Numlock News: March 31, 2020 • Meteors, Documentary, Propaganda
By Walt Hickey
The Pentagon made a deal with The Leonie Group for a $120 million contract to produce television, radio and billboard advertisements in Afghanistan from 2008 to 2015 to promote the United States. A whistleblower complaint from the company’s former president led into a suit alleging that this was not actually done, and that its work was never verified as actually being seen by the people of Afghanistan. Once the company started monitoring the program in 2014, less than 75 percent of its television ads and less than 45 percent of its radio ads actually aired. The former president of the company alleged he was fired after refusing to submit an invoice that he claimed double billed the government, hence this all spilling out into the open. I’m going to wait until this is settled to cast judgement here, but I tell you what, a whole lot of stuff about the complicated perception of Americans in Afghanistan is starting to make sense now.
Sports: there are none! We’re scraping the bottom of the sports barrel right now, and no one is trying harder to keep the conversation going than ESPN, the Worldwide Leader in a field that is not actually occurring at this time. The last full week that ESPN had live sports, an average 1.04 million viewers in prime time tuned in. Then, the NBA suspended its season and the network averaged 647,000 prime time viewers, and then the week of March 16, ESPN averaged 550,000 prime time viewers. Honestly, that’s a genuinely impressive number! Would a half-million people watch a cop show where no crimes happened, or Jeopardy! with no money? ESPN has been airing lots of its film content, and who could have ever guessed that the unexpected loser of earth cancelling all sports was O.J. Simpson, who has had a searing Oscar-winning documentary about him re-airing as often as they can play it.
The best kind of business drama is Korean chaebol business drama, as the founders of colossal family-controlled conglomerates are beginning to retire or die and their kids get to fight each other and all the other shareholders for control of the companies. It’s like Succession, but in every single industry in their entire economy, and it is gripping. Korean Air was the most recent familial war, as Cho Hyun-ah lost a bid to oust her younger brother, Cho Won-tae, from chairmanship of the company. To maximize the intrigue, the structure of a chaebol involves spreading out stock to the whole family. Cho Hyun-ah and her activist investor allies were unable to remove her brother, who was backed by enough of the family and also Delta Air Lines, and won 56.67 percent of shareholder support. Korean Air has lost $1.4 billion in the past six years and also has a debt load of 862 percent of equity.
It’s a tough time to launch a book, with the physical bookstore shutdown eliminating any chance of an in-person book tour. Sales have taken a dip — in the week ending March 14, sales were down 10 percent compared to the previous week — but are hardly in freefall as the following week saw book sales roughly even. Kids books are a bright spot, with sales of children’s nonfiction popping 70 percent that week. There’s a chance online sales can stop some of the bleeding: Bookshop, a website that lets people buy direct from independent stores, saw sales jump to $380,000 this week up from $28,000 per week on average in February.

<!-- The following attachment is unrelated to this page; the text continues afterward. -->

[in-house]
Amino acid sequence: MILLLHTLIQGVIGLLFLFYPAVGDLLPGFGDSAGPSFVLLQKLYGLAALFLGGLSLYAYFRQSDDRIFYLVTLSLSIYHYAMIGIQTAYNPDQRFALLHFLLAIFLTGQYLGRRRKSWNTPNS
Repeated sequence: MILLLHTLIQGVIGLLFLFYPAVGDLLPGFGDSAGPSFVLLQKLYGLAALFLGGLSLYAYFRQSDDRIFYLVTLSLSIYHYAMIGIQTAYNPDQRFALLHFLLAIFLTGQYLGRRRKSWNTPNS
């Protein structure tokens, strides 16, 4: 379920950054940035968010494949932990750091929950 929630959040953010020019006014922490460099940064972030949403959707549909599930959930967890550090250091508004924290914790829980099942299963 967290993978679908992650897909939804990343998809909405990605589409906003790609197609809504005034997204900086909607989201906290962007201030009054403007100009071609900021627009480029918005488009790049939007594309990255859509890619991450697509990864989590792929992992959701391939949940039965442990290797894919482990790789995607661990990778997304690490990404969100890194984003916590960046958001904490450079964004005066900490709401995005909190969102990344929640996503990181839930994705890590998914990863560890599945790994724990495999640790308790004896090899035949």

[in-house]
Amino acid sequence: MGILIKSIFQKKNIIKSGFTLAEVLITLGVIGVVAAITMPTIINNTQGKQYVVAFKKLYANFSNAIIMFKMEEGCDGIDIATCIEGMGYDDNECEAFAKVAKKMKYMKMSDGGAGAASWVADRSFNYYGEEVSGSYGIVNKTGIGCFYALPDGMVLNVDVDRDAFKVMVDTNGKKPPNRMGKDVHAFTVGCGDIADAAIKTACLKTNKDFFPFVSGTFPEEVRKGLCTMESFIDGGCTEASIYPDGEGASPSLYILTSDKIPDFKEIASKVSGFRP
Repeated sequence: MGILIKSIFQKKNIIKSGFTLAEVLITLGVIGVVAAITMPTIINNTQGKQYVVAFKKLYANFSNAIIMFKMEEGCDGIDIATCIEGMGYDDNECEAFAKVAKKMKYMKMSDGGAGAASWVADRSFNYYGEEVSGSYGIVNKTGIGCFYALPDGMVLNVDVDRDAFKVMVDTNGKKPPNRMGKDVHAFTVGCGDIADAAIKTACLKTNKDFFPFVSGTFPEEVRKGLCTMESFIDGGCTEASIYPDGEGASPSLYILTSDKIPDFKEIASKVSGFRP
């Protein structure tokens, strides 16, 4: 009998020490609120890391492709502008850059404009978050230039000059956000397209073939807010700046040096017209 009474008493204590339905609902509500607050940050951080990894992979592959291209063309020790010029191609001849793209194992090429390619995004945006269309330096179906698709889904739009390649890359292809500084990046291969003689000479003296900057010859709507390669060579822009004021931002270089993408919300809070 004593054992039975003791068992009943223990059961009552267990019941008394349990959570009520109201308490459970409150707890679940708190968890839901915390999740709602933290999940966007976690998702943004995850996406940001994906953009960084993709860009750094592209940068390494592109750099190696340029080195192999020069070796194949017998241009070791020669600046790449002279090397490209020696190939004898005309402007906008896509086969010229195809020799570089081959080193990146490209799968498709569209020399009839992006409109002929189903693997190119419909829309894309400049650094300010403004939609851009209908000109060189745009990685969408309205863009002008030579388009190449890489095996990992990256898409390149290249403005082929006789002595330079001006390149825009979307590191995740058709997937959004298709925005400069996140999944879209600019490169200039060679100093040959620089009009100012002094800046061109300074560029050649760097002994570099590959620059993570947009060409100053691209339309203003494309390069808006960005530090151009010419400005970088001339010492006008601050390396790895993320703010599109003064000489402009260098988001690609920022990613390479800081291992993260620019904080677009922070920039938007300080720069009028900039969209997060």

According to an analysis by ForwardKeys, international air travel bookings to travel destinations in the Western Hemisphere are down 26.8 percent compared to last year. June bookings are down 31.4 percent, July is down 24.6 percent and August is down 23.3 percent. Were there to be containment, this could rebound — 53 percent of bookings for the summer get made between May and August, at the last minute — but that’s contingent on a lot of progress.
Streamers have commissioned about 500 scripted television drama projects, per Ampere Analysis, but reality television (or “documentary”) isn’t that far behind, with 350 titles in the making. From December 2018 to December 2019, across 160 streamers the percentage of documentary projects in development rose from 24 percent to 51 percent. Meanwhile, linear television like cable and network saw the percentage of their developing shows that were unscripted dip from 44 percent to 41 percent. If you or a loved one owns an exotic animal farm and is currently being investigated by the FBI for attempting to call a hit on a rival exotic pet owner, please pick up the phone and call the Netflix corporation immediately. And also knock it off, that’s not cool.
A meteor behind a fireball seen in the Australian sky in July 2017 did not disintegrate or crash into earth, as many other meteors do, but rather bugged out of Earth’s atmosphere and carried on. Grazing fireballs are rare, and result when an object comes at earth’s atmosphere at a low angle and basically skims it before going on its way. The rock was estimated to weigh 130 pounds, moved at about 10 miles per second, and grazed earth at closest a distance of 36 miles above the surface. This object is actually bound for Jupiter, which it will encounter in 2025, after which it’s likely going to be spun off into interstellar space. Pfft, tourists.
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Correction: An earlier version of this post misstated the speed of the meteor, it was ten miles per second, not ten miles per minute.
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